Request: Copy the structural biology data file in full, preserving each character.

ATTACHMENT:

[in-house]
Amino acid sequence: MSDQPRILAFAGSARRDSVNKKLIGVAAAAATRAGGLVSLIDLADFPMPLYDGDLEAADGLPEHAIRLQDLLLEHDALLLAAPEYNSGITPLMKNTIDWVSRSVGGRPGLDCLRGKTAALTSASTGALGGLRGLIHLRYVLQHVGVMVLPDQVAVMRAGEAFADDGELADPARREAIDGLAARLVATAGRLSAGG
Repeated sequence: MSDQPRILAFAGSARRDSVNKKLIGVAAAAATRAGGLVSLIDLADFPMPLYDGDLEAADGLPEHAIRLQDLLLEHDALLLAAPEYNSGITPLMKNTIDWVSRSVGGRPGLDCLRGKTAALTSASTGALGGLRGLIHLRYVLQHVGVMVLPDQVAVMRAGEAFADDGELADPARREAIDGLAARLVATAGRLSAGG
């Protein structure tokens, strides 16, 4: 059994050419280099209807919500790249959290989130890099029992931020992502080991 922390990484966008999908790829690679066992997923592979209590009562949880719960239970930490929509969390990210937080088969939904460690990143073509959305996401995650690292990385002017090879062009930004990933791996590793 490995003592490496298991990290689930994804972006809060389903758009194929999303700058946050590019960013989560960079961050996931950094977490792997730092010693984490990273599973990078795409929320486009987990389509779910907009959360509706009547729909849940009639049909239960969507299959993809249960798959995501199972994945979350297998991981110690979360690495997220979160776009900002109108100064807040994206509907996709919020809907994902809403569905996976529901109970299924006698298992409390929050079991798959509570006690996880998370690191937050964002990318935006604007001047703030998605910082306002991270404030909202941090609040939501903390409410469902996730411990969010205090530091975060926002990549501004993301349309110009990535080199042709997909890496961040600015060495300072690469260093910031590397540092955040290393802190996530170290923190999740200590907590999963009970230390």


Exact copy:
[in-house]
Amino acid sequence: MSDQPRILAFAGSARRDSVNKKLIGVAAAAATRAGGLVSLIDLADFPMPLYDGDLEAADGLPEHAIRLQDLLLEHDALLLAAPEYNSGITPLMKNTIDWVSRSVGGRPGLDCLRGKTAALTSASTGALGGLRGLIHLRYVLQHVGVMVLPDQVAVMRAGEAFADDGELADPARREAIDGLAARLVATAGRLSAGG
Repeated sequence: MSDQPRILAFAGSARRDSVNKKLIGVAAAAATRAGGLVSLIDLADFPMPLYDGDLEAADGLPEHAIRLQDLLLEHDALLLAAPEYNSGITPLMKNTIDWVSRSVGGRPGLDCLRGKTAALTSASTGALGGLRGLIHLRYVLQHVGVMVLPDQVAVMRAGEAFADDGELADPARREAIDGLAARLVATAGRLSAGG
């Protein structure tokens, strides 16, 4: 059994050419280099209807919500790249959290989130890099029992931020992502080991 922390990484966008999908790829690679066992997923592979209590009562949880719960239970930490929509969390990210937080088969939904460690990143073509959305996401995650690292990385002017090879062009930004990933791996590793 490995003592490496298991990290689930994804972006809060389903758009194929999303700058946050590019960013989560960079961050996931950094977490792997730092010693984490990273599973990078795409929320486009987990389509779910907009959360509706009547729909849940009639049909239960969507299959993809249960798959995501199972994945979350297998991981110690979360690495997220979160776009900002109108100064807040994206509907996709919020809907994902809403569905996976529901109970299924006698298992409390929050079991798959509570006690996880998370690191937050964002990318935006604007001047703030998605910082306002991270404030909202941090609040939501903390409410469902996730411990969010205090530091975060926002990549501004993301349309110009990535080199042709997909890496961040600015060495300072690469260093910031590397540092955040290393802190996530170290923190999740200590907590999963009970230390």